Kudos to Robin Brooks for alerting the public about this military encroachment on our youth.

by Robin Brooks

To the editor:

Concerning the military presence in Mt. Ararat Middle School

Parents who read the Mt. Ararat Middle School newsletter from cover to cover will be aware that students in grades six, seven, and eight will be receiving instruction from uniformed National Guard soldiers during health class starting in January. It is no mystery to me why uniformed soldiers are showing up in our children�s classrooms. Lacking a national draft, the military has become creative about gaining access our young people. Regardless of your feelings about military service, I feel that middle school is no time for undue influence from any source, whether it is the military, a particular religious group, or any other interest group. Our children�s souls should not be so cheap.

The MSAD 75 School Board approved this program to replace Camp Kieve, a local nature-based program that promotes team-building for incoming grade six students. They determined this program was too expensive and the National Guard's program is being offered "free"to Maine schools. That is, funding for Stay on Track comes from the Pentagon's budget, not local tax dollars.

The National Guard soldiers will be teaching our children to "Stay on Track," (the title of the curriculum) and "just say no" to drugs and alcohol. All this will be presented in slick NASCAR race car imagery with a good dose of military hardware thrown in. Maybe you also find it ironic that NASCAR's biggest advertiser is Annheiser Busch and cigarette advertising also feature prominently in race car hype.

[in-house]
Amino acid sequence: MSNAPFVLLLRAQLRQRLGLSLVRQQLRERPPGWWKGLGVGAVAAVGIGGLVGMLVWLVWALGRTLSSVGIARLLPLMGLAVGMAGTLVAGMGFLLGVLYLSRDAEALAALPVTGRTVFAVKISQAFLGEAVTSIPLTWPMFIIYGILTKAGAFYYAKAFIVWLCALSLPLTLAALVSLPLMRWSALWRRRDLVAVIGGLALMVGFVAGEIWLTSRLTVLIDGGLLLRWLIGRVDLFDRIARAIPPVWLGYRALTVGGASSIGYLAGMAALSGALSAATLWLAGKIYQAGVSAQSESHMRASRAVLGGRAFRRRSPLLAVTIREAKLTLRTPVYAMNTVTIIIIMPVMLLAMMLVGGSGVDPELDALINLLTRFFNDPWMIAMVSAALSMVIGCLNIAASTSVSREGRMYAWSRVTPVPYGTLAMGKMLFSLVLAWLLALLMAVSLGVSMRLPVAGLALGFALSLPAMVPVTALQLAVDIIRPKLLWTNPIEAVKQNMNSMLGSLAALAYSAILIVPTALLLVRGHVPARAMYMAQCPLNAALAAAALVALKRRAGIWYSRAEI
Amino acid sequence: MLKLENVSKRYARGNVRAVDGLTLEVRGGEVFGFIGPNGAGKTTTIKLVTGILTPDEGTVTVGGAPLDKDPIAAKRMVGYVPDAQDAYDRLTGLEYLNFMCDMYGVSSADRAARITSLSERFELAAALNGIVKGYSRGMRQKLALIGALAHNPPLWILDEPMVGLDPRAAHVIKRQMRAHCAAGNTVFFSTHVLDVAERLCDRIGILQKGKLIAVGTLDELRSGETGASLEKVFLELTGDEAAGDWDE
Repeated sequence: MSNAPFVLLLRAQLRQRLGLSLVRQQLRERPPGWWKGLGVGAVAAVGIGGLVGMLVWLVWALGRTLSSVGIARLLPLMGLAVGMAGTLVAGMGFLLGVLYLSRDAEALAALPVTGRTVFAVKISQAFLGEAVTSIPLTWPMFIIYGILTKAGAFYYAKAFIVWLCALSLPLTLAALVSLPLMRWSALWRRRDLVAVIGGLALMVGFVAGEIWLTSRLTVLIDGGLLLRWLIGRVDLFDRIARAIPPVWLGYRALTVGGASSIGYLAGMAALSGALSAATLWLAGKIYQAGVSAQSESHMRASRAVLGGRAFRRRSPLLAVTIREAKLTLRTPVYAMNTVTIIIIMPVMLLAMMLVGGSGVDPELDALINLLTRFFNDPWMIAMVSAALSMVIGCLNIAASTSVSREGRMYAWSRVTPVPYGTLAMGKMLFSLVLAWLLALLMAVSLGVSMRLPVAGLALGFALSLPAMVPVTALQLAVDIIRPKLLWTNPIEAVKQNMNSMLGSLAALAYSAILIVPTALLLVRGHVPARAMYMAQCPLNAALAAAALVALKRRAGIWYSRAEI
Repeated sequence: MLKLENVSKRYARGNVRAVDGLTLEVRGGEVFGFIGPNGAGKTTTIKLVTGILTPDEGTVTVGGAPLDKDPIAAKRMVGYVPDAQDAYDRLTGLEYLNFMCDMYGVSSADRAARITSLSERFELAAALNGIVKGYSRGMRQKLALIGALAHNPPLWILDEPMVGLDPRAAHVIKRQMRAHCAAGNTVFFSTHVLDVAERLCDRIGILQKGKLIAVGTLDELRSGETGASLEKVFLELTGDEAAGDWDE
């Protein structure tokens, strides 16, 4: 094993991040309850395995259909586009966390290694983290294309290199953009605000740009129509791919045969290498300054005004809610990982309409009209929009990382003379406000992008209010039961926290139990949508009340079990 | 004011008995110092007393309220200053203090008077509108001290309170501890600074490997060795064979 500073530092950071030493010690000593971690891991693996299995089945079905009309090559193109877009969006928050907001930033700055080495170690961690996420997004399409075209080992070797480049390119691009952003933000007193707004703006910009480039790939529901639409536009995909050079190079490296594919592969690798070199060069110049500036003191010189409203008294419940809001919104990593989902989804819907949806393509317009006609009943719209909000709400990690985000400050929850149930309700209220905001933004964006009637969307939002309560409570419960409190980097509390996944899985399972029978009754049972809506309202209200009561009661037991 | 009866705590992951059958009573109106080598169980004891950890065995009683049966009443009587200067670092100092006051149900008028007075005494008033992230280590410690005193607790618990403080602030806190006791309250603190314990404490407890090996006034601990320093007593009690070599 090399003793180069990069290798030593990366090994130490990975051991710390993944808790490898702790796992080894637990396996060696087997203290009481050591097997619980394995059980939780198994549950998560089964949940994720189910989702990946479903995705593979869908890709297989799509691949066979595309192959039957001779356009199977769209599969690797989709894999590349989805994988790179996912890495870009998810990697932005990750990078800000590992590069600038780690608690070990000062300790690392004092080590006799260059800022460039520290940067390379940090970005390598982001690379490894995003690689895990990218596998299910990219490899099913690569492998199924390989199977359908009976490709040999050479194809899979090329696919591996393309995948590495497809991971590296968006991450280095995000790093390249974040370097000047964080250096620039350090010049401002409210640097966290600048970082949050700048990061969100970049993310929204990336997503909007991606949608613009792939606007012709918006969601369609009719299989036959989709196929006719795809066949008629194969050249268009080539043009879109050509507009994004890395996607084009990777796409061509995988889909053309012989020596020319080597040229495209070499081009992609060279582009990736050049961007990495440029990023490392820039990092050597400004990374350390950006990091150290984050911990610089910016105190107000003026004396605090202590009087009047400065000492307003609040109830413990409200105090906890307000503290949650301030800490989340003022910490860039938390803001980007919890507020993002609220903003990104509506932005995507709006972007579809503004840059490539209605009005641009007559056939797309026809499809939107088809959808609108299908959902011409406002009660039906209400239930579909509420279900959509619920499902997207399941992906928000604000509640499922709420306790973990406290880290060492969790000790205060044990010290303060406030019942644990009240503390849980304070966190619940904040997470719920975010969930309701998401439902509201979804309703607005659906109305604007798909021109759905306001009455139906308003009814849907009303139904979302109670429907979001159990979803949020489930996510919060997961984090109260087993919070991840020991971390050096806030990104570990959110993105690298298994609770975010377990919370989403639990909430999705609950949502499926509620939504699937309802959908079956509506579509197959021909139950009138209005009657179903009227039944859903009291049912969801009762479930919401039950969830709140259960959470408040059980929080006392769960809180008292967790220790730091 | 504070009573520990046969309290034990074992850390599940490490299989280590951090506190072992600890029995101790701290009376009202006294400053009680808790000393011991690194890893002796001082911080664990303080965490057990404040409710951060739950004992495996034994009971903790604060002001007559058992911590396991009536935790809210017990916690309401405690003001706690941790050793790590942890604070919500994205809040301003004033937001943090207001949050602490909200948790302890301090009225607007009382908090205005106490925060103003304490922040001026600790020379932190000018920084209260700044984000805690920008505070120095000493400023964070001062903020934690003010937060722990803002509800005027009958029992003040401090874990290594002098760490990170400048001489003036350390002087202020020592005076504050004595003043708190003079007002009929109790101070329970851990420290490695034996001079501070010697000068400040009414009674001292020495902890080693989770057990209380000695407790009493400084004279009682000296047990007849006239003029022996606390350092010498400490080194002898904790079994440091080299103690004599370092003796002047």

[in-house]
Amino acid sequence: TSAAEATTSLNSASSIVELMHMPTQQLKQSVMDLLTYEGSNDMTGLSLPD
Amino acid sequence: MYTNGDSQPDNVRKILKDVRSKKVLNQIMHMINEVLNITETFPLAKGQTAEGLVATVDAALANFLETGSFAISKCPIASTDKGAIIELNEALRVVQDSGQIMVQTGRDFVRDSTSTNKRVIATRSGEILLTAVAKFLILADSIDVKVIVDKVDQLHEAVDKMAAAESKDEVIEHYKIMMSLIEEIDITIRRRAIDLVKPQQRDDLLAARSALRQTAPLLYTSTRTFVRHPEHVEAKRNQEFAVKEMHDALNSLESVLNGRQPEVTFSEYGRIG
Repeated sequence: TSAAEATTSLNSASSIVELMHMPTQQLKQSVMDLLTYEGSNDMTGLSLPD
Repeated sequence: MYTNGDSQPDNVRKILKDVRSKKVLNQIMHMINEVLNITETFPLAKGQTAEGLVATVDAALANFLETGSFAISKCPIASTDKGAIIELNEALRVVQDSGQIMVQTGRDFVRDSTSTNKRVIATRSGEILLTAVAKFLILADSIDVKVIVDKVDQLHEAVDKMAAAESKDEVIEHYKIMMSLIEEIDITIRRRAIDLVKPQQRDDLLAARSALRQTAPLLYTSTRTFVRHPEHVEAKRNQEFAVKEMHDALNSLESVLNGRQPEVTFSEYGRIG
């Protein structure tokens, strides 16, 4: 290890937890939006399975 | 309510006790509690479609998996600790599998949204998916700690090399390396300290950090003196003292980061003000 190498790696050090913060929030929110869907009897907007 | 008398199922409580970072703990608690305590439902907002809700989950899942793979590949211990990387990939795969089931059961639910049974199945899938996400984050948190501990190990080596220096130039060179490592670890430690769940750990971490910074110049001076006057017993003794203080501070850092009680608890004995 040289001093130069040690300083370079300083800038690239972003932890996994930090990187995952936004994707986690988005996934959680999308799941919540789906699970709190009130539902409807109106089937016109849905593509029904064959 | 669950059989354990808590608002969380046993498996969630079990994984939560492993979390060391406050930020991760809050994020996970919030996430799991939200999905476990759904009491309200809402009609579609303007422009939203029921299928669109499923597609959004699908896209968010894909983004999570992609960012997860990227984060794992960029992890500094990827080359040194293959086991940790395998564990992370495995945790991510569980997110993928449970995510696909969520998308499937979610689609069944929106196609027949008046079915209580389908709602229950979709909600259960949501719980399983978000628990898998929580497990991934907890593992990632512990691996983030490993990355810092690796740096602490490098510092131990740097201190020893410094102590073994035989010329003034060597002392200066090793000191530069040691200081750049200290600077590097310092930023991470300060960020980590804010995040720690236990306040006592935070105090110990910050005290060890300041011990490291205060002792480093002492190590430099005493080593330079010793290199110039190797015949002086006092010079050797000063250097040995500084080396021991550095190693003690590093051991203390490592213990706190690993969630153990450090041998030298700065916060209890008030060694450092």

I am a parent of a ten-year old child and a certified teacher, so my feelings about uniformed soldiers teaching our eleven, twelve, and thirteen-year-old children run strong. Maybe you don't have a child in school but feel like me that soldiers have no place teaching our children. In no way do I mean to disparage this or any other branch of our military. They are brave, honorable young men and women willing to put their lives on the line for our country. This said, however, they are not trained, certified and background-checked teachers; they are soldiers. The Maine Department of Education is aware that some parents may be so offended by this program that they might wish to "opt out" their child which is every parent's legal right.

Whether or not you have children or grandchildren attending Mt. Ararat Middle School, I strongly urge you to call the administrators and School Board members of MSAD 75 (www.link75.org) and communicate your concerns about "Stay on Track." I am currently volunteering with the administration to support their efforts to provide an "opt out" alternative for children whose parents decide they don't want them to participate in "Stay on Track."

Finally, if you are wondering why this is happening, look no farther than "No Child Left Behind," the deceptively titled Federal education act that has been slowly but surely destroying our public schools with its strict regimen of testing, punitive sanctions, and the resultant loss of local control.

Even though the "Stay on Track" program claims to be free, everything has its costs. The cost to our children will be exposure to a program that glamorizes the military at a very vulnerable time when they are forming their identities and future aspirations. Please contact me if you would like more information at benjamin@gwi.net.


— Robin Brooks
Times Record